McBride made his pro debut at 20 years old in the majors during the 1901 season with the Milwaukee Brewers, which is the current day Baltimore Orioles. His action that season was limited to just three games at shortstop. He went 2-for-12 at the plate, with two singles and a walk. His next big league appearance was with the Pirates four years later. He remained in Milwaukee for the 1902 season. He was playing in the American Association that year, while also seeing time with Kansas City of the same league. He had a .238 average and 19 extra-base hits in 110 games between the two stops. He spent the 1903-04 seasons playing for the St Joseph Saints of the Class-A Western League (highest level of the minors at the time). The limited available stats for the 111 games he played in 1903 show a .286 average over 398 at-bats. The 1904 season has the same info available, showing that McBride put up a .256 average in 139 games, while collecting 139 hits over 542 at-bats. The Pirates purchased his contract from St Joseph on August 1, 1904 for $1,000, though he didn’t report to the club until the following spring. Owner Barney Dreyfuss offered St Joseph extra money for the immediate release of McBride, but the Saints were in a playoff race and refused to part with him until their season was completed. A dispute in the final cost for McBride lasted until December 10th, when the Pirates made their final payment. He made a few early season starts at shortstop for the 1905 Pirates, then ran off ten straight starts at third base in early May. From May 15th until his departure to St Louis seven weeks later, he made nine starts between third base and shortstop, while playing four other games off of the bench. McBride had a .217 average and a .520 OPS in 81 games for the 1905 Cardinals. He combined for a .217 average, 31 runs, nine extra-base hits, 41 RBIs and a .525 OPS.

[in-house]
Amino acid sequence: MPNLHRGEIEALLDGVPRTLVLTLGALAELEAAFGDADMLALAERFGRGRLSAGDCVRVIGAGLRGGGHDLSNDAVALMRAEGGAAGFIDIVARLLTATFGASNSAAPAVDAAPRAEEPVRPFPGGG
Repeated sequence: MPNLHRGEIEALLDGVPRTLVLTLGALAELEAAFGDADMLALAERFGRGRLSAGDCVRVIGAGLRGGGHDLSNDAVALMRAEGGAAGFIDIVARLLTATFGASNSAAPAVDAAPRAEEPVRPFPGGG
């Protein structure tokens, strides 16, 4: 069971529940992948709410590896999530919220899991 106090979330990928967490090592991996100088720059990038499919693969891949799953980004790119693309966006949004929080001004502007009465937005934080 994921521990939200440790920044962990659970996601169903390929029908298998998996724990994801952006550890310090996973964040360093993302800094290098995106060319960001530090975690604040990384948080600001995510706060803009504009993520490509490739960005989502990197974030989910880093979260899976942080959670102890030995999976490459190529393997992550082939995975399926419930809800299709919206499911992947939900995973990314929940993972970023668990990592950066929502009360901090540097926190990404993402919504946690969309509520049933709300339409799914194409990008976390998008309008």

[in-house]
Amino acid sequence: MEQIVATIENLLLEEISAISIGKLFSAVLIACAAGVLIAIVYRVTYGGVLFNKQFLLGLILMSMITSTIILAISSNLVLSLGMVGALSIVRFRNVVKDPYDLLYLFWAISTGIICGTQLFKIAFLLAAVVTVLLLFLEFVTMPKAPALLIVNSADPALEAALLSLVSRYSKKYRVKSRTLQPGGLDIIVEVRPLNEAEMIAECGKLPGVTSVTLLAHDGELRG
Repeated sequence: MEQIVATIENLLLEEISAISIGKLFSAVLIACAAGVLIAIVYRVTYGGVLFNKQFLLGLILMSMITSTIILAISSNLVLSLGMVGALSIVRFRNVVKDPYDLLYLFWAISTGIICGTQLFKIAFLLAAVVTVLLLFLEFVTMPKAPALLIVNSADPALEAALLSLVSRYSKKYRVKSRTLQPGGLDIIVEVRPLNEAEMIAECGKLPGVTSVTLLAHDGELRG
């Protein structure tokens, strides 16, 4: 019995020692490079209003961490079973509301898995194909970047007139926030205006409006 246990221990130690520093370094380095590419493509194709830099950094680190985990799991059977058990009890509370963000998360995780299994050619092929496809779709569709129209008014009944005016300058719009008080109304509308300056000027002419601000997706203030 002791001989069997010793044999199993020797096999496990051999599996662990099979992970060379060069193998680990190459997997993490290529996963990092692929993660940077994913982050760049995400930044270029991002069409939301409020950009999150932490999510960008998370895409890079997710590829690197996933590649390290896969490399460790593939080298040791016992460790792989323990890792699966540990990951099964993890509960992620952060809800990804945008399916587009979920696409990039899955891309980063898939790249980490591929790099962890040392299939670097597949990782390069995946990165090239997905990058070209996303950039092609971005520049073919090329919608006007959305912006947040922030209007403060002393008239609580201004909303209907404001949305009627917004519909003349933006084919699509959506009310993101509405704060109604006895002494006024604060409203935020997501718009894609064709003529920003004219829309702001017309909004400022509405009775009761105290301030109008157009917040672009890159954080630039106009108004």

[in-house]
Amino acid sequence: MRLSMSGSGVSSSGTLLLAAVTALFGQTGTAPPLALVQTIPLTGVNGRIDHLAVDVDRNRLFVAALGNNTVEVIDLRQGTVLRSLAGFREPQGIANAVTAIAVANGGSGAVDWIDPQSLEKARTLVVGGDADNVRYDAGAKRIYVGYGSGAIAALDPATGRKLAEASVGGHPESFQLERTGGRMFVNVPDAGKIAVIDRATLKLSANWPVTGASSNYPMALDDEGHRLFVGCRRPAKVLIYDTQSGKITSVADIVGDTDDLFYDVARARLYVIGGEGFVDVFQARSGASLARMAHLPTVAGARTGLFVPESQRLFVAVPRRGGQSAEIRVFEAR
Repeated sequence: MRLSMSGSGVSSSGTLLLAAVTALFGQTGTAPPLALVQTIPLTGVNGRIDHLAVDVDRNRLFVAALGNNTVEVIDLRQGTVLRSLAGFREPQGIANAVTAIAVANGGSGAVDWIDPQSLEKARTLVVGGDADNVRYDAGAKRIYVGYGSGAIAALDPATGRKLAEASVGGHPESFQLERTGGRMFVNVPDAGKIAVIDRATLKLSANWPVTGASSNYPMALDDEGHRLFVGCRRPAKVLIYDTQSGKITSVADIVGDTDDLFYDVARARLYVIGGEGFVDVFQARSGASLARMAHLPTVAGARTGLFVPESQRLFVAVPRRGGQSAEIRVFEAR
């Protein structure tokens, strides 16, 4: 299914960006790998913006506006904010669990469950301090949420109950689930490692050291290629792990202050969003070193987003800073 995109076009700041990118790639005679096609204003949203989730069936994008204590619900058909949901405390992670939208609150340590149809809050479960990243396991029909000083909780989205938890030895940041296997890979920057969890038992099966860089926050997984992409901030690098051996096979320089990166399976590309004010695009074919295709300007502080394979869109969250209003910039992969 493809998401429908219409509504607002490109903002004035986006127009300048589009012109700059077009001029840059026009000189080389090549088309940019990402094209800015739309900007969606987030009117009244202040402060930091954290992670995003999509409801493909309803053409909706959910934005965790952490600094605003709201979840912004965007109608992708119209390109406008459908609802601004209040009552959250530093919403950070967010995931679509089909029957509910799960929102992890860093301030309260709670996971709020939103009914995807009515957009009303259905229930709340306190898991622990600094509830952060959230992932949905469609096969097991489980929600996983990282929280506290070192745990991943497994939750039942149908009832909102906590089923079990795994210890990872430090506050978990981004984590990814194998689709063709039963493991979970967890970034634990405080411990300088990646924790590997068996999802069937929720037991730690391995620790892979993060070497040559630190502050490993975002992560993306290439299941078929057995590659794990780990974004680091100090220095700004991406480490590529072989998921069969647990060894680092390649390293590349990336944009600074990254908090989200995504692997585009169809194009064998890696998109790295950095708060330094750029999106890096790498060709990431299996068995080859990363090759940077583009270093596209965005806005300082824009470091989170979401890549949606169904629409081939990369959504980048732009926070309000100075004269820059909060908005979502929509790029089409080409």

McBride batted just .169 in 90 games for the 1906 Cardinals, while posting a .422 OPS. His defense was above average by then though, so he was able to play more than you would expect with that offense. He had 24 runs, ten extra-base hits and 13 RBIs that year. He was traded to Kansas City of the American Association late in the 1906 season, where he remained through the end of the 1907 season. He had a .241 average and 16 extra-base hits in 59 games after the trade. He posted a .269 average and 31 extra-base hits in 151 games for Kansas City during the 1907 season. He then was purchased by the Washington Senators, where he remained for the next 13 seasons to finish out his career. He played his first of seven straight years with 150+ games in 1908, back when they played 154-game schedules (with makeup games included for ties). McBride had a .232 average over 155 games in 1908, finishing with 47 runs, 16 extra-base hits, 34 RBIs, 41 walks and a .566 OPS. He stole 12 bases that year, which is significant because it started a stretch of eight straight years with at least ten steals, though he never stole more than 17 bases in one season. He had nearly an identical season at the plate in 1909 as he did during the previous season, finishing with his average (.234), OBP (.294), slugging (.266) and OPS (.560) all within eight points of the previous season. He also had 16 extra-base hits both years, while picking up 34 RBIs each season. He had 38 runs and 17 steals over 156 games in 1909. McBride’s batting average dropped to .230 during the 1910 season, but he drew more walks and showed a little more power, leading to a .609 OPS in 154 games. That was not only his career high for OPS, it was the only season in which he topped the .600 mark. He set a career high with 19 doubles and 61 walks in 1910, while adding 54 runs scored and 55 RBIs.